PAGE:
Mark Twain

"Keep away from people who try to belittle your ambitions. Small people always do that, but the really great make you feel that you, too, can become great."

- Mark Twain

Monday, October 8, 2012

Rebound from failure rules


Entrepreneur magazine



Five Rules to Rebound from Failure

How to pick up the pieces after a small-business setback.
Failure of any kind can be a setback for entrepreneurs, but it doesn't have to spell disaster. I'm the perfect example. I've been rejected by the Marines and I flunked out of law school. The real kicker came in 1998 when a former business partner at a debt-collection company of mine was convicted of fraud. Even though he admitted to committing the fraud without my knowledge, I was indicted on 57 felony counts and my assets were frozen. While I was cleared of all charges four years later, I wound up filing for bankruptcy protection and lost a personal fortune in business equity to the tune of about $3 billion. My only asset left was my house.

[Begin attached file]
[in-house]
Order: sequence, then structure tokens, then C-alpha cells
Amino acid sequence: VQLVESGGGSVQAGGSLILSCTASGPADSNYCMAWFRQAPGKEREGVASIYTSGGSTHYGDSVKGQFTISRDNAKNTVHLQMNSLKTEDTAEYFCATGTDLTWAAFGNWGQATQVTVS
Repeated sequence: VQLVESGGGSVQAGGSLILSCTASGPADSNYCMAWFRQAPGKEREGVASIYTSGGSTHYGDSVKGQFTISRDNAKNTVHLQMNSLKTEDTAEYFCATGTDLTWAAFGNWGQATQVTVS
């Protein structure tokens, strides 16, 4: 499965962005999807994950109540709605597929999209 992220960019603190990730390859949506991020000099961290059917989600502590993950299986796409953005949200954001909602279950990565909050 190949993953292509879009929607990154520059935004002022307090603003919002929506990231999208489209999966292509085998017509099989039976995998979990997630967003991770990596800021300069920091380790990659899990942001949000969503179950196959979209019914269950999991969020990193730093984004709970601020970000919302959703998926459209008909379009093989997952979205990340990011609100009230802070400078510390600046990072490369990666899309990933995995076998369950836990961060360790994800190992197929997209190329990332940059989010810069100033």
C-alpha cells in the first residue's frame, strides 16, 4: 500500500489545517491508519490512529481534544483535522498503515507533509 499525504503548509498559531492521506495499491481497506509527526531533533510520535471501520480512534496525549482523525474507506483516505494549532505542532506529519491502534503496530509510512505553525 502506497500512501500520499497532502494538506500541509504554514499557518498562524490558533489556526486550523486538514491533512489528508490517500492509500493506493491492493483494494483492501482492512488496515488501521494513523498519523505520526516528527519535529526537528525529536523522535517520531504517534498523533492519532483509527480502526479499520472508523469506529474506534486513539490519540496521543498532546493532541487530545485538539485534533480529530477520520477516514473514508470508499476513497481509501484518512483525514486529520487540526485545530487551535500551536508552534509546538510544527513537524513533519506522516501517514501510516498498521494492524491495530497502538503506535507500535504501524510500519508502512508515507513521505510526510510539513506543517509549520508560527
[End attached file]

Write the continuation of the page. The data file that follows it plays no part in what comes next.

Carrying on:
Sounds devastating, right? But despite my failures I have been able to pick up the pieces and come through it all with a strong self-image. I attribute that to having a healthy perspective on what failure should and should not mean to me.
When faced with any setback, here are five rules that have helped me over the years and can help you, too.
Don't pretend it never happened.
People are often so anxious to avoid the stigma of failure that they refuse to admit what happened. Denial usually results in a host of other problems, including internal stress and delaying any effective remedy.

The late Dale Carnegie, a well-regarded lecturer and author of the bestseller "How to Win Friends and Influence People," said that when you're quick to admit that you screwed up, your peers will stop holding your feet to the fire and actually begin to comfort you.













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